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Annandale retiree helped bring foreign language classes to Catholic schools

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Joan Urban has worn many hats in her life, but most involved spending time in a classroom. 

The longtime parishioner of St. Michael Church in Annandale grew up in Buffalo, N.Y., and was raised Catholic. At age 11, her life was marred by tragedy. Urban’s mother died of a kidney infection a few days after her 38th birthday. Then her maternal grandmother died after seeing her deceased daughter laid out in a coffin. The 86-year-old Urban can still see the two coffins of her mother and grandmother placed side by side in the church at the funeral. The pre-teen began to help more with the shopping and cooking for her father and three siblings while continuing her education.

After graduating from high school at Buffalo Academy of the Sacred Heart, she attended D’Youville College in Buffalo and earned a master’s in science education at the Canisius College in Buffalo. She began teaching at D’Youville. “I taught teachers how to be the best biology teachers they could be,” she said. 

Urban readily admits she has her mother-in-law to thank for bringing her and her husband, Alfred, together. Alfred needed a date to his aunt and uncle’s anniversary party and his mother, who had seen Urban’s photo in the local paper, encouraged him to ask her out. The two had attended first grade together but hadn’t spent time together for many years. Nevertheless, Urban agreed to that first date, and many more. “I owe her a big, big thank you,” she said.

The couple was married Aug. 31, 1963, and then immediately moved to Northern Virginia for Alfred’s job as an aeronautical engineer for the Department of Defense. Urban couldn’t find a college teaching job in the area, but she did find a position teaching high school science. “I was in Wakefield High School in Arlington teaching the day after Labor Day,” she said. “I had no honeymoon for 30 years.” Their belated honeymoon was a cruise from Alexandria into international waters and back again.

Virginia was in the midst of integration when Urban arrived. She said it didn’t go smoothly. She remembers being chastised by the school leaders after she was seen accepting a ride from a Black colleague. She left the school after one year to take care of her newborn, JoEllen. The couple had three more children: Anne Marie, Michael and Carolyn.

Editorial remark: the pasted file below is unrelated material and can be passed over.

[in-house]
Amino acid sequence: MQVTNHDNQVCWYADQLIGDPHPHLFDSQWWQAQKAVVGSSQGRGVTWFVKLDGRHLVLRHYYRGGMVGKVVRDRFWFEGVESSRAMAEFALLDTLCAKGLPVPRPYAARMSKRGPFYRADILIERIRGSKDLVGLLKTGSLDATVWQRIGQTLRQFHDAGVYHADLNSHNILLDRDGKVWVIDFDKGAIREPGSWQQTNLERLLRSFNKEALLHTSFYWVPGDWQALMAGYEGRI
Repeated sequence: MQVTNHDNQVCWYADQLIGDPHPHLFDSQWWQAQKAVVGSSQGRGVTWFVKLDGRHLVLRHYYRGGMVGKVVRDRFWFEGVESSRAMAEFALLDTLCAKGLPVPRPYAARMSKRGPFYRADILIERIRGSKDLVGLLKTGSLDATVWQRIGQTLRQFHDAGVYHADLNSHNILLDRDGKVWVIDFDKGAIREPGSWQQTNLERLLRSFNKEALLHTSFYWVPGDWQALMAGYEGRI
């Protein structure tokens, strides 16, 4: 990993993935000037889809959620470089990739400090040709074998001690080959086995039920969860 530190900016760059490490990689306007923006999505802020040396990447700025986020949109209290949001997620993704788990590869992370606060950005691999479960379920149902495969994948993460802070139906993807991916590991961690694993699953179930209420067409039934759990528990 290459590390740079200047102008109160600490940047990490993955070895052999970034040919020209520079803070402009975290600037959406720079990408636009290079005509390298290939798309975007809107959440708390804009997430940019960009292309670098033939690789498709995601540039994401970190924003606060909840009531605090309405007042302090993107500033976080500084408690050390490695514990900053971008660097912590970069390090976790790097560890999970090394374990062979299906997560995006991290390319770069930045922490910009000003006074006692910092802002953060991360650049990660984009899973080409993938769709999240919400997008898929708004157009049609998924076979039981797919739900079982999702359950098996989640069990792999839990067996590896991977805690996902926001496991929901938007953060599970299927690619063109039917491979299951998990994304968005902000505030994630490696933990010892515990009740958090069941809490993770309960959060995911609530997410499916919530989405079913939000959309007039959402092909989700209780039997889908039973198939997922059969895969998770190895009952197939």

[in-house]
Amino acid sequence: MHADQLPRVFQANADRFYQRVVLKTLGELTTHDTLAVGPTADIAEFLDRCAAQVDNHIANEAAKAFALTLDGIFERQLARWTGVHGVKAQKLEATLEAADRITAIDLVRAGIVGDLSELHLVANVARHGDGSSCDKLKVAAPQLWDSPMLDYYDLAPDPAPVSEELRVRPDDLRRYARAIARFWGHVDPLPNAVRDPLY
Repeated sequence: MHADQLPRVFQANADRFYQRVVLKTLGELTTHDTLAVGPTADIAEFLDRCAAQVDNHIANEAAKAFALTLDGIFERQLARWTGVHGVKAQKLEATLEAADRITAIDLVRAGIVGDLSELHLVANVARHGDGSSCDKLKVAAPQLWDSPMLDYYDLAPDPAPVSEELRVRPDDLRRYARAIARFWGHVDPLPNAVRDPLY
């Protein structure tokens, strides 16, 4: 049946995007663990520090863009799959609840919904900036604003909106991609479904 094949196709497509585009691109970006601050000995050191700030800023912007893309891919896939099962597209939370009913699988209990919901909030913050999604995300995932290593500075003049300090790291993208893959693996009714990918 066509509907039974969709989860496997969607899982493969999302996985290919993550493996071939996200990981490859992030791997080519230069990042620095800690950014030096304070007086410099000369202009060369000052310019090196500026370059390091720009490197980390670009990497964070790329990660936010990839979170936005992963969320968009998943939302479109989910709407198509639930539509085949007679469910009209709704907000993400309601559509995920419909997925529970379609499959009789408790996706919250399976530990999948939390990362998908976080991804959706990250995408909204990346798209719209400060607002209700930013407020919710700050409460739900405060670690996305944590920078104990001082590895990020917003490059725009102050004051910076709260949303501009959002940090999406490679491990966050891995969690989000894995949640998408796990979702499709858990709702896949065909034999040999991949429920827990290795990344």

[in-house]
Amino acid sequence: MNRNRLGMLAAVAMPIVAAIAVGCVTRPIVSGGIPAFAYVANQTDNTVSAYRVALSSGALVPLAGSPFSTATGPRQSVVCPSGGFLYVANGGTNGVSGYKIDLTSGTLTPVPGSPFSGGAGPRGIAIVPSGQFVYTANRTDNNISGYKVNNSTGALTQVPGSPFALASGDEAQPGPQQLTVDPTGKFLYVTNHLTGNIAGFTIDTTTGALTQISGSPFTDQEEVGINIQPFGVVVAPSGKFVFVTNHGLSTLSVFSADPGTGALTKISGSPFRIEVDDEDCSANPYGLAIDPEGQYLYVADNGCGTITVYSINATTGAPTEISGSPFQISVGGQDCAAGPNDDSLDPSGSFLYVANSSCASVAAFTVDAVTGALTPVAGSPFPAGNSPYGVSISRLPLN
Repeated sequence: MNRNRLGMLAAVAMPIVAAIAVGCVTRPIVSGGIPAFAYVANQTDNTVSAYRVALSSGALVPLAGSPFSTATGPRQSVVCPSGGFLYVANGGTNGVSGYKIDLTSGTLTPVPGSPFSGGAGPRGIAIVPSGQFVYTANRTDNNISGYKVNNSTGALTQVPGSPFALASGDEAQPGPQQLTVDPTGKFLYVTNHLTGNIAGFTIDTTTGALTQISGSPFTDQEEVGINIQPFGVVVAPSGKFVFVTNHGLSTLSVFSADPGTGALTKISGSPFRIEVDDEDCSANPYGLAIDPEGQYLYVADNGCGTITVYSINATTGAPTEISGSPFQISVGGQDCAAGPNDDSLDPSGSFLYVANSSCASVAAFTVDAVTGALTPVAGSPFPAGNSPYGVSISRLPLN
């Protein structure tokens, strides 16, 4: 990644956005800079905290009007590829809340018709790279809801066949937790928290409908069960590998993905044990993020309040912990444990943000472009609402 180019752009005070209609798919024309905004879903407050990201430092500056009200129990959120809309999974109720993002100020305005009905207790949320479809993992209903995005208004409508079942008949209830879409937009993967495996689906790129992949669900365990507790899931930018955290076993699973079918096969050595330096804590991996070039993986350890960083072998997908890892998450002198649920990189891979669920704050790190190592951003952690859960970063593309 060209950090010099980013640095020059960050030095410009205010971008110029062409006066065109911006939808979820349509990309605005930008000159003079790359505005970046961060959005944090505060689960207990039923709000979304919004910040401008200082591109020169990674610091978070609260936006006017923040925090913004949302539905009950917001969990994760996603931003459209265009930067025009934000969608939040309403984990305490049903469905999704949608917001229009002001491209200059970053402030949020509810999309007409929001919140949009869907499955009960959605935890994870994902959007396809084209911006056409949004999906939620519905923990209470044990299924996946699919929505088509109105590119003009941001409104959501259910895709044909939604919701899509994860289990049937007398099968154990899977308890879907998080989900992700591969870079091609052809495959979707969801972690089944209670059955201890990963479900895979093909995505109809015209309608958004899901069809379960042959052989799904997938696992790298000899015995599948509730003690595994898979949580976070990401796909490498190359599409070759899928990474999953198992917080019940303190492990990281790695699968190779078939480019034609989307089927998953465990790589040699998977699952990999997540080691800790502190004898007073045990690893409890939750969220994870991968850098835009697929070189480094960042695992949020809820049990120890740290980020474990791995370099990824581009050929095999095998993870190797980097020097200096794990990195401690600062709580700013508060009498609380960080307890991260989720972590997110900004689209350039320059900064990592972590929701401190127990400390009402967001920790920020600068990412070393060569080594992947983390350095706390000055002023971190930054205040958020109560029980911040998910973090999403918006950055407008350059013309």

They sent their children to their parish school, St. Michael School in Annandale, and Bishop O’Connell High School in Arlington. When JoEllen was in eighth grade, St. Michael had 1,200 students, said Urban. She noticed there were no foreign language classes, so she and her friend and fellow school parent Marie Tidwell saw an opportunity. They launched the Catholic Elementary Foreign Language Program, hiring teachers to instruct students after school. “We wanted our schools to be competitive in languages,” said Urban. “So we taught French, German, church Latin and classical Latin, and Japanese.”

The program started at St. Michael, but expanded to Queen of Apostles School in Alexandria, Our Lady of Good Counsel School in Vienna and St. Bernadette School in Springfield. The two women hired the teachers, coordinated with the schools and parents, bought textbooks and wrote letters of recommendation for students as they went on to high school. Urban also occasionally substitute taught French, the language she had learned growing up. She shut the program down after 27 years because foreign language classes in elementary school had become mainstream.

Urban also worked for 20 years as a voter registrar, going into high school civics classes, teaching the students about voting and then registering the ones who were eligible. She enjoyed the work — “I could get back in the classroom,” she said. “Because my forte was the classroom.”

Nowadays, Urban lives in the Annandale home she and her husband bought 58 years ago, though her husband died in 2006. She enjoys watching college football and basketball, and horse races, and spending time with her children and grandchildren. Urban has five living grandchildren; her grandson Findlay had cerebral palsy and died at age 10.

The former teacher also enjoys word games, such as word searches. It was the principal of St. Michael, Annie Fernandez, who first piqued her interest in the subject.

“The first week of school, she said make 10 words out of the letters you find in ‘I am a child of God.’ She wanted to give (the students) a lollipop or a popsicle if they made 10 words,” she said. “Well, I made 57.”

© Arlington Catholic Herald 2021

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